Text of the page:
Sitting around a table at WIL (Women’s Initiative in Leadership) on Friday, I got to talking with some incredible undergraduate women about social innovation and impact here– and abroad. Our guest for the day was Ginny Hunt, an incredible female leader in her own right working on civic innovation over at Google. Not too long into our conversation, we landed on an interesting topic: Innovation.
Innovation is an interesting thing. China wants more of it. America wants to keep it. And just about everybody else wants to know how exactly you create it. Is it the engine of economic productivity? Is it the savior of democracy? Can you create a Silicon Valley just about anywhere? I’m not quite sure.
But tangential– and yet still incredibly important– to this conversation is a larger one. You see there’s an interesting gap between innovation and resources that I know Ishani and I have run up against time and time again. On Friday during this very conversation, I thought one of my peers addressed it really well.
You see, it’s really sexy to invent glasses that let you compute things and computers the size of your hand and wireless headphones that cancel out the noise. Cool gadgets, great market, definite profit. But as Harriet from Kenya put it– they try and put new computers and new iPads in schools where really all the students need is lamps. So that they can read.
It’s an interesting dilemma. Angel investors, start-up founders, people like you and me are all looking for those high-impact, highly innovative solutions to sometimes really simple problems. Problems that could be fixed with a lamp. Or a bottle of water. Or a vegetable crate. It’s not always the case but sometimes–and I’d endeavor, more often than we think– the solutions to big problems have already been created. A vegetable crate could save 30% of vegetables in Sri Lanka. A $2 solution and you drive down food prices, cut down on food wastage, and feed more people.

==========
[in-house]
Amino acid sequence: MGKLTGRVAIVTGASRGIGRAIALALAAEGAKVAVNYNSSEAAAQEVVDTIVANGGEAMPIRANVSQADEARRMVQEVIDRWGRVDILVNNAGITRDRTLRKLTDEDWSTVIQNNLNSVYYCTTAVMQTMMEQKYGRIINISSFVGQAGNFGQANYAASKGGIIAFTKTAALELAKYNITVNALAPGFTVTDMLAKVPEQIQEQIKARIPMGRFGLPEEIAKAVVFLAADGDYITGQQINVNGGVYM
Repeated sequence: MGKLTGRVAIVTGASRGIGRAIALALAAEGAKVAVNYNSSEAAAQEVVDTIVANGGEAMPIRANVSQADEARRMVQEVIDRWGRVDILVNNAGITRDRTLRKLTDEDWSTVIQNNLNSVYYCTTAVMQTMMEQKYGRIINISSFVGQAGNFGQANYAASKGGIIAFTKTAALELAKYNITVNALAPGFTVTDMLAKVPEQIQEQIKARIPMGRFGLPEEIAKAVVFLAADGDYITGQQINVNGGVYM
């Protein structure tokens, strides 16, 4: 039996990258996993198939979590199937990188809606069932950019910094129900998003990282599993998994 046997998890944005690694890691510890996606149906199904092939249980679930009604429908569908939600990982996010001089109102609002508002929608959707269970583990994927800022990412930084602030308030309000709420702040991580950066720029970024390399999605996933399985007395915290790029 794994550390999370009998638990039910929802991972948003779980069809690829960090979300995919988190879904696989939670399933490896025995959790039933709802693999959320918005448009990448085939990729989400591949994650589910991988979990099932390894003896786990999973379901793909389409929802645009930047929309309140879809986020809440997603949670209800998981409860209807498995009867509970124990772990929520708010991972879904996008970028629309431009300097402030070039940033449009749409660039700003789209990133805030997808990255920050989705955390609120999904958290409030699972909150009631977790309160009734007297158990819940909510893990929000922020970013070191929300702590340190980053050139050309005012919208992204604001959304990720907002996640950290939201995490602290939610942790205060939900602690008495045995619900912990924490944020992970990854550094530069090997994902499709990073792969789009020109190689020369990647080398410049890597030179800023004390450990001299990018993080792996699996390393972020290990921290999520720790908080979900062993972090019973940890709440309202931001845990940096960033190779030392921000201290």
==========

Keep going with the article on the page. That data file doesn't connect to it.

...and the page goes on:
But tell me, what angel investor will tell you they invested in crates? Or proudly furnish their portfolio with an investment that in reality could probably service more people in the long term than a fancy mobile app or “e-service” meant to introduce new technologies and new devices to a society and context that doesn’t know or trust such interventions. My point is, innovation is not just a fancy new gadget. Sometimes its taking something that already really works very well in one place and implanting it in another. Sometimes problem solving requires understanding a context really well while you’re in it– not from a thousand miles away. And sometimes, investors and ‘changemakers’ need to think more realistically, sustainably, and innovatively about how we solve problems in the way that they need to be solved– and not in the way that we want to solve them.
Bottom line: It doesn’t have to be sexy after all. It just has to work.